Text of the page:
Genome-wide association studies (GWAS) and whole genome sequencing of complex diseases have revealed a plethora of disease risk variants, most of which lie in noncoding regions of DNA without easily interpretable function. A main functional mechanism of noncoding variants is to alter chromatin accessibility to transcription factors (TFs), thereby influencing gene expression. Predicting the effects of noncoding variants on TF binding and gene expression on a large scale is thus important but remains challenging. Available computational tools for predicting regulatory variants largely rely on TF-binding motif models and/or local chromatin modification features. Here, we aim to develop a novel computational framework to address two major limitations of these methods. First, given that known disease causal noncoding variants often reside outside of TF binding motifs, how can we improve the prediction of TF binding variants outside of motifs? For this, we plan to integrate TF ChIP-seq data with features that are important for TF binding but have not been considered in previous methods, in particular the DNA breathing dynamics (AIM1). DNA breathing reflects local transient opening of the DNA double helix due to thermal fluctuations. We have shown that genetic variants can affect nearby (up to a few hundred base pairs) DNA breathing dynamics that affect TF binding. Using TF ChIP-seq data, we will train models that predict specific TF binding variants in or outside TF motifs, incorporating DNA breathing dynamics with other features such as DNA shapes and cooperative TF binding. Secondly, given that chromatin features only show modest (<2-fold) enrichment of genetic variants associated with complex diseases or traits, how can we improve the prediction of regulatory variants? For this, we will build a computation model, considering the allele-specific chromatin accessibility (ASCA; i.e., two alleles of a heterozygous individual show read imbalance in chromatin accessibility assays) as a functional readout of a regulatory variant (AIM2). We have shown that neuronal ASCA SNPs are highly enriched for those implicated by schizophrenia (SZ) GWAS. Using neuronal ASCA data, we will train models that predict variants with regulatory effects, taking advantage of our TF-specific classifiers (from AIM1). As a proof of concept, the models will be applied to a large SZ GWAS dataset to predict putative causal regulatory variants. We will validate the effects of the predicted top-ranking regulatory SZ variants on gene expression in a well-powered hiPSC sample by combining multiplex CRISPR-based SNP editing and single-cell RNA-seq analysis (AIM3). For SNPs showing the strongest regulatory effects, we will further use CRISPR editing to verify the SNP effect on gene expression and disease-relevant neuronal phenotypes. Accurately predicting TF-affecting noncoding variants will enable better understanding of the large number of noncoding variants implicated in complex disorders and help formulate testable biological hypotheses, ultimately facilitating the development of targeted therapeutics.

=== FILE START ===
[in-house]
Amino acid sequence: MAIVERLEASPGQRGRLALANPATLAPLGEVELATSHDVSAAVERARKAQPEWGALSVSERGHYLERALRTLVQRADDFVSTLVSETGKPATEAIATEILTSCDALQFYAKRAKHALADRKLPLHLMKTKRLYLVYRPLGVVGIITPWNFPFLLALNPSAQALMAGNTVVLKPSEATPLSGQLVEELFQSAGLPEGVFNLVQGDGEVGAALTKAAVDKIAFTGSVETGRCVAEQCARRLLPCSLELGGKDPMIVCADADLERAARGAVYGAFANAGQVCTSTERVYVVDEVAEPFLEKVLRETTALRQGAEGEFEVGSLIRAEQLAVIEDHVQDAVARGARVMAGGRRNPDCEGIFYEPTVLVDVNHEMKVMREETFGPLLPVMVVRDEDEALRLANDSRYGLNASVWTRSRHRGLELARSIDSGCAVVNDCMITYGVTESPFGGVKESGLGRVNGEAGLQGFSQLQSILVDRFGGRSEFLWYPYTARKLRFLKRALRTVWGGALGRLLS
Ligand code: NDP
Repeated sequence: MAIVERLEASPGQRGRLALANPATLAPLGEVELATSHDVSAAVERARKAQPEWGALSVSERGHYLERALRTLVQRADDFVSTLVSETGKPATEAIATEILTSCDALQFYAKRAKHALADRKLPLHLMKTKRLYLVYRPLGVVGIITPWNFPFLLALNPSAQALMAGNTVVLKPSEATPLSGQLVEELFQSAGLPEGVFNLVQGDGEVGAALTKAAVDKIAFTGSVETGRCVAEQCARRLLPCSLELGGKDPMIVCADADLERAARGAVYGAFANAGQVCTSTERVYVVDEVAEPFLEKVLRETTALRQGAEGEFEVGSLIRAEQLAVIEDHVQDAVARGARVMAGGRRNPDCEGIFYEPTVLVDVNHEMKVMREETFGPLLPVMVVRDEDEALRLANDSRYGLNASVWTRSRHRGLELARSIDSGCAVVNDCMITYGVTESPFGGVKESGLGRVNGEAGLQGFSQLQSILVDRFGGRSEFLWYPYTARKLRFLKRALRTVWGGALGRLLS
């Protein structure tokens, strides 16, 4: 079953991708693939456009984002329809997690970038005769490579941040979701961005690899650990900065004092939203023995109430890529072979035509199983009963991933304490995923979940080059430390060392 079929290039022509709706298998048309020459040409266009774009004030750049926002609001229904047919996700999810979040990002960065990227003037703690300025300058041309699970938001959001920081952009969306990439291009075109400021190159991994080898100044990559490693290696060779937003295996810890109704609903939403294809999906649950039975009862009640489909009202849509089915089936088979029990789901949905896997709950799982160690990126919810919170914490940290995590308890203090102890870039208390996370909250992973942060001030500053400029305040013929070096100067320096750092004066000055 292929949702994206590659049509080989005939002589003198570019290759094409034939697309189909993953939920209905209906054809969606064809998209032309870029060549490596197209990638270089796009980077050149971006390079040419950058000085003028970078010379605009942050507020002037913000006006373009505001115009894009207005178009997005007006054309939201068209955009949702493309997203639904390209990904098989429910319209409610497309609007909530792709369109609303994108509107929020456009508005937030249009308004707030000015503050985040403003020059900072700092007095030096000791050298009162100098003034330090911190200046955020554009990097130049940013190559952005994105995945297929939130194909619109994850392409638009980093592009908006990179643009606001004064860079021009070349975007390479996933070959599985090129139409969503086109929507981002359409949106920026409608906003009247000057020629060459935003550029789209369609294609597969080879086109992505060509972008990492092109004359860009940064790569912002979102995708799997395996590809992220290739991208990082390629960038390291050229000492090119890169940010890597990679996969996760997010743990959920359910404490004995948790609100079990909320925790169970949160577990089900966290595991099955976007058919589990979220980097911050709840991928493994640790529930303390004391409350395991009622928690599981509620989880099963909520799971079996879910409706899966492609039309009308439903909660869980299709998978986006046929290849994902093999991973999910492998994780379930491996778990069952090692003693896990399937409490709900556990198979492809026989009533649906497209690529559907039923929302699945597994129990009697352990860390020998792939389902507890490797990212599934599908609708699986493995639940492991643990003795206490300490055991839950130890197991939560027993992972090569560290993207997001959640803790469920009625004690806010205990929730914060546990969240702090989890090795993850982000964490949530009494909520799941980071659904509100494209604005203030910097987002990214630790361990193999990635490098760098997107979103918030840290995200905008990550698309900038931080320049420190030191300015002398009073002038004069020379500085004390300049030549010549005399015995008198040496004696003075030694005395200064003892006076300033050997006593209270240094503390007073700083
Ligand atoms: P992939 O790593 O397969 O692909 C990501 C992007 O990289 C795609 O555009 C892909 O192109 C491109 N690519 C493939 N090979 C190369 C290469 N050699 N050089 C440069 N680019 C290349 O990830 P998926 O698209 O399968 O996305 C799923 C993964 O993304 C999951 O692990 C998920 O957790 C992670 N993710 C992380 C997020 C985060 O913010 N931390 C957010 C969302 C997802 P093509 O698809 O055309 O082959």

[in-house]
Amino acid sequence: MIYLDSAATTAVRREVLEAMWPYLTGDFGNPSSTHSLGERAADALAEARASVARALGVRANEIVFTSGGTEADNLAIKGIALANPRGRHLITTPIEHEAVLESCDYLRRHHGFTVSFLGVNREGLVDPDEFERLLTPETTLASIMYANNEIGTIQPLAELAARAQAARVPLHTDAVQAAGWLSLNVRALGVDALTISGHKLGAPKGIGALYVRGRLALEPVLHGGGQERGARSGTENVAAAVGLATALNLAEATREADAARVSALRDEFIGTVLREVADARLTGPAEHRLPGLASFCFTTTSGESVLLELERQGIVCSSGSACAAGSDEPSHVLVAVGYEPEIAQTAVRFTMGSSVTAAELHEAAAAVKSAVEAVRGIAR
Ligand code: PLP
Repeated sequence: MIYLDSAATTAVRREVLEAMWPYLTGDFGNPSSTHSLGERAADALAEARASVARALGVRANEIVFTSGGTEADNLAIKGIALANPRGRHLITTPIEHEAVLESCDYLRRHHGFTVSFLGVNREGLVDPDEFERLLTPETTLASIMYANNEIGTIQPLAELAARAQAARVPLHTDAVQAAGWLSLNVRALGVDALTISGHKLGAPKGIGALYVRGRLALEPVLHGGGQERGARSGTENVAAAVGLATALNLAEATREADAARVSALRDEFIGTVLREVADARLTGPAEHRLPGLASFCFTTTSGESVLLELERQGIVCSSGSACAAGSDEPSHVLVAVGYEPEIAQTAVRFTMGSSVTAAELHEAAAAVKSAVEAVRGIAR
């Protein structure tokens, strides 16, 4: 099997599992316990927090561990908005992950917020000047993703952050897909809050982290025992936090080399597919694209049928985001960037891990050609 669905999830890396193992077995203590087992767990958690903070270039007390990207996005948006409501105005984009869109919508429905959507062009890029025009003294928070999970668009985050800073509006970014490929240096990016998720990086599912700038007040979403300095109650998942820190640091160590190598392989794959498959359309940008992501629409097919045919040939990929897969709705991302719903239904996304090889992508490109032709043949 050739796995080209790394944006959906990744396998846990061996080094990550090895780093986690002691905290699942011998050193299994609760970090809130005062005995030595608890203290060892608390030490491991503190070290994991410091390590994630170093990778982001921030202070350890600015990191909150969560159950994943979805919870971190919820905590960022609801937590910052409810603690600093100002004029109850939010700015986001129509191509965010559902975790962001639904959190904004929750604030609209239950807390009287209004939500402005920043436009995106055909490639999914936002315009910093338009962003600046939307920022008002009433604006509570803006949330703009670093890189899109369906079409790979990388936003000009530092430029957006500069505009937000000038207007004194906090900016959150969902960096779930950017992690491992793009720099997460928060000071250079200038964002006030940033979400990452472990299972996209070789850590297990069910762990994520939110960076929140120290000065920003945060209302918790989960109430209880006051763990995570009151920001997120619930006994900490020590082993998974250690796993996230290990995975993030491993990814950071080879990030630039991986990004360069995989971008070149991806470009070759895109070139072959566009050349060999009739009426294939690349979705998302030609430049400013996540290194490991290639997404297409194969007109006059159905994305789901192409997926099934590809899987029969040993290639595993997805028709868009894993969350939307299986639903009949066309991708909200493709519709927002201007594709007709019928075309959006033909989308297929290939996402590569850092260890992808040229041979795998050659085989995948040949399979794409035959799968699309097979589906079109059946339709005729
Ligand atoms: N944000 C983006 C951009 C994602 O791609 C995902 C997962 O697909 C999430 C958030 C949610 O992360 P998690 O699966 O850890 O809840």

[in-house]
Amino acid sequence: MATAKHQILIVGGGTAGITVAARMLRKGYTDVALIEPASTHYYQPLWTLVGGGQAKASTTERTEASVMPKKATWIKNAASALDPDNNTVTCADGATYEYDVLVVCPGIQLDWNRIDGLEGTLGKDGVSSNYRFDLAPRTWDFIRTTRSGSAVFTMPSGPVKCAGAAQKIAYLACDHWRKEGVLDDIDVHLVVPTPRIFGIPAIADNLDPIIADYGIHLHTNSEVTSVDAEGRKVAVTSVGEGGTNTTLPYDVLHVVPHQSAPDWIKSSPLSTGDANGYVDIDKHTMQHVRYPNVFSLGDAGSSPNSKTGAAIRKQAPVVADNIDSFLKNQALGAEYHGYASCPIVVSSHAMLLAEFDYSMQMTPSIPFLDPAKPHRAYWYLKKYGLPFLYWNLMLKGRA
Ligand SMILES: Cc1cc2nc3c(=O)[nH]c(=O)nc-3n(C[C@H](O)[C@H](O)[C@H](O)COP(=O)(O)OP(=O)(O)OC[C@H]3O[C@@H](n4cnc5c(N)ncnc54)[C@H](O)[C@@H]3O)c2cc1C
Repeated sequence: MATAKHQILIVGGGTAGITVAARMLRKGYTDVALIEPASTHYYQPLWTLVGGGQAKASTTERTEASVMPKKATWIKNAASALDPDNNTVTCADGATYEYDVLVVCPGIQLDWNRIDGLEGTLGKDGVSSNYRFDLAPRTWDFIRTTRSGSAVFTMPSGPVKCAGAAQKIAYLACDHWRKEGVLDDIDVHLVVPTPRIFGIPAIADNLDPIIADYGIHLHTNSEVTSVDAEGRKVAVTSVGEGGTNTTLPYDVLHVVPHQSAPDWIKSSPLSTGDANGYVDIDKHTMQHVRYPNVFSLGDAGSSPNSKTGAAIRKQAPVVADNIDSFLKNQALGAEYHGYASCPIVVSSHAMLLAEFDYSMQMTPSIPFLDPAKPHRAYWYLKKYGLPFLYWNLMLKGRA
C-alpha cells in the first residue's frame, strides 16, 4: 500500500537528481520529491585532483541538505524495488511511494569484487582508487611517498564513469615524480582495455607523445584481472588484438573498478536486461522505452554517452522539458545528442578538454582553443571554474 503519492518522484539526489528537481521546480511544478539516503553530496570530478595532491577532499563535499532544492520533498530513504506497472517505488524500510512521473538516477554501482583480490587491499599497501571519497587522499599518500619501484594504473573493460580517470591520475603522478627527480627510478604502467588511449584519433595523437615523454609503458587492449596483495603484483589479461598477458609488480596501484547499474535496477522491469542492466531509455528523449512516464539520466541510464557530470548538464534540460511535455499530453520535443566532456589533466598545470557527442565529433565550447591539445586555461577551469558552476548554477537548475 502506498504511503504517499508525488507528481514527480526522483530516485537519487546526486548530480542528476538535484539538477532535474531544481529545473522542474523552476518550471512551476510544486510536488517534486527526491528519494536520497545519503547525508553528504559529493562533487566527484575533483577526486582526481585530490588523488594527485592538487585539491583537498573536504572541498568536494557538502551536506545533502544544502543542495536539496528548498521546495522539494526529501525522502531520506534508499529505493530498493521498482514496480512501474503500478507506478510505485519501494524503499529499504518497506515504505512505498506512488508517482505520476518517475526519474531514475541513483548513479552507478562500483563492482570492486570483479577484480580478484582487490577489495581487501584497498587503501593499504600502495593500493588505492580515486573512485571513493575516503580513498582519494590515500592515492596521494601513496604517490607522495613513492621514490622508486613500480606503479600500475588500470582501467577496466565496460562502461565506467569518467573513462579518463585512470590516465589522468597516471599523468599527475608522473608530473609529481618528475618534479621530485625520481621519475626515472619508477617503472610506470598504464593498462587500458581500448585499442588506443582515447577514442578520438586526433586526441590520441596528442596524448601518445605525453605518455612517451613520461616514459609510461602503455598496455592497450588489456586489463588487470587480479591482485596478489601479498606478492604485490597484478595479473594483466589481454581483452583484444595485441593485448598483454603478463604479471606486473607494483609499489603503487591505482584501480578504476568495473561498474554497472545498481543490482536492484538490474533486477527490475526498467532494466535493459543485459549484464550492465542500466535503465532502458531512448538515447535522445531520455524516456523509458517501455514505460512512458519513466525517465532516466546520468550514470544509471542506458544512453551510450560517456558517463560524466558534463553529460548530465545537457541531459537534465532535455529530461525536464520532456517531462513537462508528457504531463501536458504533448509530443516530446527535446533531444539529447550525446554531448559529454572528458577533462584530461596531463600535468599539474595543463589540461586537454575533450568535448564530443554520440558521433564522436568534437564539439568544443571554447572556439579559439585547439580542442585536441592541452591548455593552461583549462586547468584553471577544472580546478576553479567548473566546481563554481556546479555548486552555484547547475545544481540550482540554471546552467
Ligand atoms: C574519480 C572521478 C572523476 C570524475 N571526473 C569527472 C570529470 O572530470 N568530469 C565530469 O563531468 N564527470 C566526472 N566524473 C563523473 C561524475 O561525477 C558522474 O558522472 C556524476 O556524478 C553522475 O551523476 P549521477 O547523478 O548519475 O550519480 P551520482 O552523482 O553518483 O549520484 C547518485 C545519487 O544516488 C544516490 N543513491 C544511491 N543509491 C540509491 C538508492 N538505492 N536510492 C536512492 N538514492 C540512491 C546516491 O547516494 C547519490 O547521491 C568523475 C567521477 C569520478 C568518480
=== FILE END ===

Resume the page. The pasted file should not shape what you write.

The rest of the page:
We will develop novel computational methods and a cost-effective functional validation approach to systematically infer the effect of disease-associated noncoding variants on transcription factor binding and gene expression. Identifying the functional noncoding variants that are associated with disease risk will help illuminate causal molecular mechanisms, facilitating the clinical translation of genetic findings into disease risk prediction and treatment.